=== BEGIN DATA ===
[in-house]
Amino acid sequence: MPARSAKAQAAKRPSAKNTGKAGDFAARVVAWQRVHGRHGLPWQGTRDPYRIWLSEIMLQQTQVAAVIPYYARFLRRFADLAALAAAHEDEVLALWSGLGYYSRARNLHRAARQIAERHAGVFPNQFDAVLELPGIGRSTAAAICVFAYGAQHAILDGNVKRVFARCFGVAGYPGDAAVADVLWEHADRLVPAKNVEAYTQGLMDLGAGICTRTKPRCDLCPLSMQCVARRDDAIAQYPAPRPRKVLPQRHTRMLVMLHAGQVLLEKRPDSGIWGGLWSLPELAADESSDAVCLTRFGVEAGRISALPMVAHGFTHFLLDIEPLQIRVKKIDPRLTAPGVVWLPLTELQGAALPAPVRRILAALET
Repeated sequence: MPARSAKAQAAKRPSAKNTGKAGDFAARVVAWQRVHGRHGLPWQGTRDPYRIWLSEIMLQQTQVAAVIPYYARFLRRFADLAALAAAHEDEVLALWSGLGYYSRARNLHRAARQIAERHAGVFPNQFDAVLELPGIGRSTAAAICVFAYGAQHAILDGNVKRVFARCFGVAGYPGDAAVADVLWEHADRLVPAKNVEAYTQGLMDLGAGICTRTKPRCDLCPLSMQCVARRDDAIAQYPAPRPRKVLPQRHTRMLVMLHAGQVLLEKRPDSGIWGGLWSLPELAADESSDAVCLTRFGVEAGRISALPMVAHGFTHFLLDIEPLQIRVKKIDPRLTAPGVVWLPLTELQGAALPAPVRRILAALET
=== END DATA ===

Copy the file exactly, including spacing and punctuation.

[in-house]
Amino acid sequence: MPARSAKAQAAKRPSAKNTGKAGDFAARVVAWQRVHGRHGLPWQGTRDPYRIWLSEIMLQQTQVAAVIPYYARFLRRFADLAALAAAHEDEVLALWSGLGYYSRARNLHRAARQIAERHAGVFPNQFDAVLELPGIGRSTAAAICVFAYGAQHAILDGNVKRVFARCFGVAGYPGDAAVADVLWEHADRLVPAKNVEAYTQGLMDLGAGICTRTKPRCDLCPLSMQCVARRDDAIAQYPAPRPRKVLPQRHTRMLVMLHAGQVLLEKRPDSGIWGGLWSLPELAADESSDAVCLTRFGVEAGRISALPMVAHGFTHFLLDIEPLQIRVKKIDPRLTAPGVVWLPLTELQGAALPAPVRRILAALET
Repeated sequence: MPARSAKAQAAKRPSAKNTGKAGDFAARVVAWQRVHGRHGLPWQGTRDPYRIWLSEIMLQQTQVAAVIPYYARFLRRFADLAALAAAHEDEVLALWSGLGYYSRARNLHRAARQIAERHAGVFPNQFDAVLELPGIGRSTAAAICVFAYGAQHAILDGNVKRVFARCFGVAGYPGDAAVADVLWEHADRLVPAKNVEAYTQGLMDLGAGICTRTKPRCDLCPLSMQCVARRDDAIAQYPAPRPRKVLPQRHTRMLVMLHAGQVLLEKRPDSGIWGGLWSLPELAADESSDAVCLTRFGVEAGRISALPMVAHGFTHFLLDIEPLQIRVKKIDPRLTAPGVVWLPLTELQGAALPAPVRRILAALET